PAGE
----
Elizabeth Romero, 18, from Fullerton, Calif., was named best actress and Joshua Grosso, 18, from Tampa, Fla., got the best actor crown at the fourth annual competition, nicknamed the Jimmy Awards after theater owner James Nederlander.
Both also received $10,000 scholarship awards, capping a months-long winnowing process that began with 50,000 students from 1,000 schools. Sixty finalists were invited to New York to compete for the title and make their Broadway debuts on the Minskoff Theatre stage.
"I am at a loss for words. I can barely breathe," said Romero. "This is unbelievable: To perform on a Broadway stage in the heart of New York City. That's unheard of for a lot of kids our age."
A seven-judge panel that included Tony Award nominee Montego Glover chose the winners after watching them perform solos and medleys over Sunday and Monday. The night's hosts were Constantine Maroulis and Deborah Cox, stars of the upcoming revival of "Jekyll & Hyde."
During a whirlwind visit, the 60 teens who made it to New York—30 girls and 30 boys—got six days of coaching by New York University faculty and Broadway stars like Telly Leung from "Godspell." They also took in a showing of "Nice Work If You Can Get It.
Grosso thanked his parents, siblings and teachers, but saved his most impassioned thanks for the 59 other competitors backstage. "We cried, we laughed," he said as they cheered him. "This is truly a blessing."
On Monday night, all 60 performed snippets of the songs that they had sung at regional competitions in six large medleys and then six—three men and three women—were plucked to sing solos.
Romero sang "A Little Brains, a Little Talent" from "Damn Yankees" and then "Disneyland" from the Marvin Hamlisch musical "Smile" for her solo. Grosso sang "All I Ask of You" from "The Phantom of the Opera" and then "Il Mondo Era Vuoto" from "The Light in the Piazza" as his solo.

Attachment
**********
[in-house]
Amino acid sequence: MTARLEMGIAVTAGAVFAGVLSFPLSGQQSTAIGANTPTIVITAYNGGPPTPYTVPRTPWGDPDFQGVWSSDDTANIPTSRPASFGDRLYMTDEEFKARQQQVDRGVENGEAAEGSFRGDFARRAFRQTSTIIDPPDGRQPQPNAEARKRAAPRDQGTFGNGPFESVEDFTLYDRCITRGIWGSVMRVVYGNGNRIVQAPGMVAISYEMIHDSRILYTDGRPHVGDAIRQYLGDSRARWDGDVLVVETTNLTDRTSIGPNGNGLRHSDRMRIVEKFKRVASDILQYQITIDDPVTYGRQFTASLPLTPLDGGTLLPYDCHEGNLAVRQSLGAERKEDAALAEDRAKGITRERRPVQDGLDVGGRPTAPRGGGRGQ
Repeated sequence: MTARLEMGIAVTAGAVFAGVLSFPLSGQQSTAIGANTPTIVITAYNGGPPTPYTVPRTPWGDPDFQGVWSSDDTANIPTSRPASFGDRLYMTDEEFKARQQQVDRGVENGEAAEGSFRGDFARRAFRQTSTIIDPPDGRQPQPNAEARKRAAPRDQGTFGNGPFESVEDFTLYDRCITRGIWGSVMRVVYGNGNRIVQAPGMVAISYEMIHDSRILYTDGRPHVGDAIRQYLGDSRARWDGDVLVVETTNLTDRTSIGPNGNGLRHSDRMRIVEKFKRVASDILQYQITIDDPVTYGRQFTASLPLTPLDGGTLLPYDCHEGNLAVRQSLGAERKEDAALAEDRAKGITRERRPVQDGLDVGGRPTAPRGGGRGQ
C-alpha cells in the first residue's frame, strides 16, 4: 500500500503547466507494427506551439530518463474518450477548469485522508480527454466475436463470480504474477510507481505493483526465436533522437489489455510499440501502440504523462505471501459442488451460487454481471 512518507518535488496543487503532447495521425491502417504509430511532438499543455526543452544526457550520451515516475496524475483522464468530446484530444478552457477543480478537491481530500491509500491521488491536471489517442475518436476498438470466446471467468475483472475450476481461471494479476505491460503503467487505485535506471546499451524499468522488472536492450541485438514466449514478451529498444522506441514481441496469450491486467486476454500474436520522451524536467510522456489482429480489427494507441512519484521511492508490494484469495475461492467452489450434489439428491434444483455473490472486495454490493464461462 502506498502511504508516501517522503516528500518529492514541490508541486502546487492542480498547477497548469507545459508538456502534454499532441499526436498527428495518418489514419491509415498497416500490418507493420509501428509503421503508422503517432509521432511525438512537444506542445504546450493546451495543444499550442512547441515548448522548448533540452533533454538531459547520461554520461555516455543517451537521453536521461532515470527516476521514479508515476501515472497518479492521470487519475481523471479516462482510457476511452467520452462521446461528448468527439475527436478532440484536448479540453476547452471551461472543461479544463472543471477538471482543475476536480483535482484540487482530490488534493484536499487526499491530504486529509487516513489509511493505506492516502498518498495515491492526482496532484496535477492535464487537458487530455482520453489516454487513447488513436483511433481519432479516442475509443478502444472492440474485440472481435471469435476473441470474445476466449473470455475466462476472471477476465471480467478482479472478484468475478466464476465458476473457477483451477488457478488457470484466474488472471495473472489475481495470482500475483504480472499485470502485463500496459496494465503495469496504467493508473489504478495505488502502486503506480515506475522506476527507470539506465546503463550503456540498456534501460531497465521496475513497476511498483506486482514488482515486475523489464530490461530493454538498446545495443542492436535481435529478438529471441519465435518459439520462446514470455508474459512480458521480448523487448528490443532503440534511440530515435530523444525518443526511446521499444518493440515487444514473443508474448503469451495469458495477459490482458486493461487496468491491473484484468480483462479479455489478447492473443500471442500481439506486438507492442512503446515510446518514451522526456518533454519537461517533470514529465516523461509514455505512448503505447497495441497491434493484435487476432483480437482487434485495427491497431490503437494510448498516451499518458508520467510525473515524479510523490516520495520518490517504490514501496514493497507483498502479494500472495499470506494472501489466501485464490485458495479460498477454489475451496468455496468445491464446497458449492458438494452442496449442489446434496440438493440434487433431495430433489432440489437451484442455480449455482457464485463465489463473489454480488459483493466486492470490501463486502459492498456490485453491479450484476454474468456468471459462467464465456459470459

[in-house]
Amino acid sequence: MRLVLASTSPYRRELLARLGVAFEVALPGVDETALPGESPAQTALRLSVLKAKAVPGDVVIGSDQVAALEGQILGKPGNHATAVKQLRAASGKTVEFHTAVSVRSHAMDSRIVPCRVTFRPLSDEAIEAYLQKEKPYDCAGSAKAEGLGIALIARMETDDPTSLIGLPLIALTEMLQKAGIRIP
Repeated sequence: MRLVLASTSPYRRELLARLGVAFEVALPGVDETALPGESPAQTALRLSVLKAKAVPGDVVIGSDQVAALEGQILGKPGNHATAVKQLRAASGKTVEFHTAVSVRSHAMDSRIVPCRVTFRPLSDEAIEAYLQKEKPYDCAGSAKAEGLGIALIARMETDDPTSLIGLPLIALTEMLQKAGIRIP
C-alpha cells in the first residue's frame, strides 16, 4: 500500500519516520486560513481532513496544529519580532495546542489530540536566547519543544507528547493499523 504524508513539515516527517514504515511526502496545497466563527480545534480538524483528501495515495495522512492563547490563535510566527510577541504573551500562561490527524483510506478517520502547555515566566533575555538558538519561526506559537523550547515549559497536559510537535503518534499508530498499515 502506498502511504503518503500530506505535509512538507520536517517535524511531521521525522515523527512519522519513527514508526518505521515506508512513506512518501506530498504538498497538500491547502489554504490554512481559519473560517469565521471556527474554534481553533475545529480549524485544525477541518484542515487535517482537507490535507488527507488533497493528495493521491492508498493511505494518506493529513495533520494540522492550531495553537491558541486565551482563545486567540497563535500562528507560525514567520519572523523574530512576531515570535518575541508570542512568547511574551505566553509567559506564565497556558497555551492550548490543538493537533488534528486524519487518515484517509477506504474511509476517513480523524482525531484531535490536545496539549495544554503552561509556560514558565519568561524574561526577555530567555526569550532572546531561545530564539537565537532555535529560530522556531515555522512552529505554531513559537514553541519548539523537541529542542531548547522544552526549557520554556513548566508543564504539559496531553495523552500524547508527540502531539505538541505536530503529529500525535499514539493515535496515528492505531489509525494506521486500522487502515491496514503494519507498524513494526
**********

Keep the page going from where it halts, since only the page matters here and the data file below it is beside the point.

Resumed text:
The level of talent was high, with the students singing tunes in costume that ranged from "Aida" to "Bye Bye Birdie" to "Legally Blonde" to "Anything Goes." One even sang "Sal Tlay Ka Siti" from "The Book of Mormon" and a Sweeney Todd carried a mock straight razor.
There was also a fair amount of overlapping, with two Phantoms of the Opera, a duo of Bakers from "Into the Woods" and two Hortons from "Seussical." On the female side, there were two Aidas, three Belles from "Beauty and the Beast" and three Millies from "Thoroughly Modern Millie."
"OK, I played Aida on Broadway and I'm glad those two weren't at the audition," said Cox, watching the pair portraying the Nubian heroine exit the stage. At another point, Maroulis joked: "Some of the boys sing lower than me, which is weird."
The four runners-up, who each receive $2,500, were: Evan Greenberg from Atlanta; Drew Shafranek from Irving, Texas; Nicolette Burton from San Diego, Calif.; and Erica Durham from Pittsburgh.